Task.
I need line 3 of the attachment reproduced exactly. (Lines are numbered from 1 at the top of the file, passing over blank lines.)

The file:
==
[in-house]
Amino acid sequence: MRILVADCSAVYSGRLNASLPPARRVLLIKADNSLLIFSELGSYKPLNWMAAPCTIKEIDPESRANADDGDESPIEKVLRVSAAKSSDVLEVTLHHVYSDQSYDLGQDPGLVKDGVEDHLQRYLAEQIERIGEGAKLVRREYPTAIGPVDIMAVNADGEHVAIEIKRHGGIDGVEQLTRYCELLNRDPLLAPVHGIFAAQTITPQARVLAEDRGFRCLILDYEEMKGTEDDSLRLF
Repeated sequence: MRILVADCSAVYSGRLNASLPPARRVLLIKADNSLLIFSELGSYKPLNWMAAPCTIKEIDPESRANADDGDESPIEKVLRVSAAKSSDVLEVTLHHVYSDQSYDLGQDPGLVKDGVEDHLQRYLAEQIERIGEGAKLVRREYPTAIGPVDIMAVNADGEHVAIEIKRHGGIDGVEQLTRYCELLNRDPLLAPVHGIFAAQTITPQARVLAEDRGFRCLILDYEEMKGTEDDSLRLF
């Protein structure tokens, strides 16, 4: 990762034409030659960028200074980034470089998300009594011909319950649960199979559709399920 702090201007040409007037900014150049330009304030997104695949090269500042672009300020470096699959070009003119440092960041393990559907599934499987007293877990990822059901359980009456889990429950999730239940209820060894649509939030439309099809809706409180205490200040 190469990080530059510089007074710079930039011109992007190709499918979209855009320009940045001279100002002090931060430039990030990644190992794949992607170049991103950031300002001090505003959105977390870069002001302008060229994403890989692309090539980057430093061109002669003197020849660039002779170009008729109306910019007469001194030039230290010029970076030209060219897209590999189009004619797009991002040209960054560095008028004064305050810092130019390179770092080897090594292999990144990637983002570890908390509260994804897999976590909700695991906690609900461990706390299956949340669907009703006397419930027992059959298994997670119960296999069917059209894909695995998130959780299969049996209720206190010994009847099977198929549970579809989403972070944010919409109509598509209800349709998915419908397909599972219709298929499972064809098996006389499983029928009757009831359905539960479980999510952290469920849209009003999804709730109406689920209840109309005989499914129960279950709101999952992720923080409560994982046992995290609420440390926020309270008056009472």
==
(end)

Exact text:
Repeated sequence: MRILVADCSAVYSGRLNASLPPARRVLLIKADNSLLIFSELGSYKPLNWMAAPCTIKEIDPESRANADDGDESPIEKVLRVSAAKSSDVLEVTLHHVYSDQSYDLGQDPGLVKDGVEDHLQRYLAEQIERIGEGAKLVRREYPTAIGPVDIMAVNADGEHVAIEIKRHGGIDGVEQLTRYCELLNRDPLLAPVHGIFAAQTITPQARVLAEDRGFRCLILDYEEMKGTEDDSLRLF